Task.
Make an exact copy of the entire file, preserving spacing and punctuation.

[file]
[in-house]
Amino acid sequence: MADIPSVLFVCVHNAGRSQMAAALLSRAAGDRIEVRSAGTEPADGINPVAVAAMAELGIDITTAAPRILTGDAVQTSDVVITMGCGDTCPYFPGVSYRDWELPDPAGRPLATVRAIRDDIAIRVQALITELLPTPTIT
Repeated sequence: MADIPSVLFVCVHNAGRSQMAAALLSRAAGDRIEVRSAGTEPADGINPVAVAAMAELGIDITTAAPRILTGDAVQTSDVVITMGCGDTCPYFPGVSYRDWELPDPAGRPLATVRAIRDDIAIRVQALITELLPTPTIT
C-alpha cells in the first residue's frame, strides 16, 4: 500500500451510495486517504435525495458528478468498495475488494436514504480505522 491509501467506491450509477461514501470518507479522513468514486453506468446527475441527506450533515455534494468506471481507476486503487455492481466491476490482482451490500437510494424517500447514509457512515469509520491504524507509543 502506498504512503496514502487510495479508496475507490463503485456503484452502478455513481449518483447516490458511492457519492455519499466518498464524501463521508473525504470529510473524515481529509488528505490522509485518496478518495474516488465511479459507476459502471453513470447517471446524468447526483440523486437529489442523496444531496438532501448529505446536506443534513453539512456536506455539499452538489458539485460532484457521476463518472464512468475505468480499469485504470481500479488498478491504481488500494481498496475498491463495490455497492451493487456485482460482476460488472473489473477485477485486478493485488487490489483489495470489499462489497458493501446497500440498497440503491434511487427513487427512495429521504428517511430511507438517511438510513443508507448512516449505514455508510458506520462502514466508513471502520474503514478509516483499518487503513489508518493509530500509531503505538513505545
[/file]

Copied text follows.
[in-house]
Amino acid sequence: MADIPSVLFVCVHNAGRSQMAAALLSRAAGDRIEVRSAGTEPADGINPVAVAAMAELGIDITTAAPRILTGDAVQTSDVVITMGCGDTCPYFPGVSYRDWELPDPAGRPLATVRAIRDDIAIRVQALITELLPTPTIT
Repeated sequence: MADIPSVLFVCVHNAGRSQMAAALLSRAAGDRIEVRSAGTEPADGINPVAVAAMAELGIDITTAAPRILTGDAVQTSDVVITMGCGDTCPYFPGVSYRDWELPDPAGRPLATVRAIRDDIAIRVQALITELLPTPTIT
C-alpha cells in the first residue's frame, strides 16, 4: 500500500451510495486517504435525495458528478468498495475488494436514504480505522 491509501467506491450509477461514501470518507479522513468514486453506468446527475441527506450533515455534494468506471481507476486503487455492481466491476490482482451490500437510494424517500447514509457512515469509520491504524507509543 502506498504512503496514502487510495479508496475507490463503485456503484452502478455513481449518483447516490458511492457519492455519499466518498464524501463521508473525504470529510473524515481529509488528505490522509485518496478518495474516488465511479459507476459502471453513470447517471446524468447526483440523486437529489442523496444531496438532501448529505446536506443534513453539512456536506455539499452538489458539485460532484457521476463518472464512468475505468480499469485504470481500479488498478491504481488500494481498496475498491463495490455497492451493487456485482460482476460488472473489473477485477485486478493485488487490489483489495470489499462489497458493501446497500440498497440503491434511487427513487427512495429521504428517511430511507438517511438510513443508507448512516449505514455508510458506520462502514466508513471502520474503514478509516483499518487503513489508518493509530500509531503505538513505545